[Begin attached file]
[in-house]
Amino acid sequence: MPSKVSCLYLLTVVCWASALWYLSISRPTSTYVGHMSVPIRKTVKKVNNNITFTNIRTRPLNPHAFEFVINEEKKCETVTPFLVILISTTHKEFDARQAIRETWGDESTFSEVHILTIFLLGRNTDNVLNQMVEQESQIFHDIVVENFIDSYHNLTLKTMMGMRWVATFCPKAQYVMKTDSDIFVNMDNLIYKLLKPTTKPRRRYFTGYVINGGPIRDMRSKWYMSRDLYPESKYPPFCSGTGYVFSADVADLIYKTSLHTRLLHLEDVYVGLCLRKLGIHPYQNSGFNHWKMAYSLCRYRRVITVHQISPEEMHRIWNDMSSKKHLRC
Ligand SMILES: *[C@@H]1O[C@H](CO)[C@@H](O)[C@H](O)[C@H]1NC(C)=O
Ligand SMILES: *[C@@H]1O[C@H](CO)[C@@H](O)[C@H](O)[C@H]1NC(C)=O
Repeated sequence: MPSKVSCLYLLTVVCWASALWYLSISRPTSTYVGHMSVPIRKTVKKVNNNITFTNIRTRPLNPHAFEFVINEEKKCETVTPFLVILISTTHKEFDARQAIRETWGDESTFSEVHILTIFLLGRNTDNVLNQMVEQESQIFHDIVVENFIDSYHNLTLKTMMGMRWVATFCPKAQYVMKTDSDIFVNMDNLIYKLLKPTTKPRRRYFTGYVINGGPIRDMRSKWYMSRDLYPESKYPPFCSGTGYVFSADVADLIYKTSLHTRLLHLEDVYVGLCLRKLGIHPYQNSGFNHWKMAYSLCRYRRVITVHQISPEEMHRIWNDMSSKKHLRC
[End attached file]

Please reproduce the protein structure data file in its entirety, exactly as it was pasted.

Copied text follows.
[in-house]
Amino acid sequence: MPSKVSCLYLLTVVCWASALWYLSISRPTSTYVGHMSVPIRKTVKKVNNNITFTNIRTRPLNPHAFEFVINEEKKCETVTPFLVILISTTHKEFDARQAIRETWGDESTFSEVHILTIFLLGRNTDNVLNQMVEQESQIFHDIVVENFIDSYHNLTLKTMMGMRWVATFCPKAQYVMKTDSDIFVNMDNLIYKLLKPTTKPRRRYFTGYVINGGPIRDMRSKWYMSRDLYPESKYPPFCSGTGYVFSADVADLIYKTSLHTRLLHLEDVYVGLCLRKLGIHPYQNSGFNHWKMAYSLCRYRRVITVHQISPEEMHRIWNDMSSKKHLRC
Ligand SMILES: *[C@@H]1O[C@H](CO)[C@@H](O)[C@H](O)[C@H]1NC(C)=O
Ligand SMILES: *[C@@H]1O[C@H](CO)[C@@H](O)[C@H](O)[C@H]1NC(C)=O
Repeated sequence: MPSKVSCLYLLTVVCWASALWYLSISRPTSTYVGHMSVPIRKTVKKVNNNITFTNIRTRPLNPHAFEFVINEEKKCETVTPFLVILISTTHKEFDARQAIRETWGDESTFSEVHILTIFLLGRNTDNVLNQMVEQESQIFHDIVVENFIDSYHNLTLKTMMGMRWVATFCPKAQYVMKTDSDIFVNMDNLIYKLLKPTTKPRRRYFTGYVINGGPIRDMRSKWYMSRDLYPESKYPPFCSGTGYVFSADVADLIYKTSLHTRLLHLEDVYVGLCLRKLGIHPYQNSGFNHWKMAYSLCRYRRVITVHQISPEEMHRIWNDMSSKKHLRC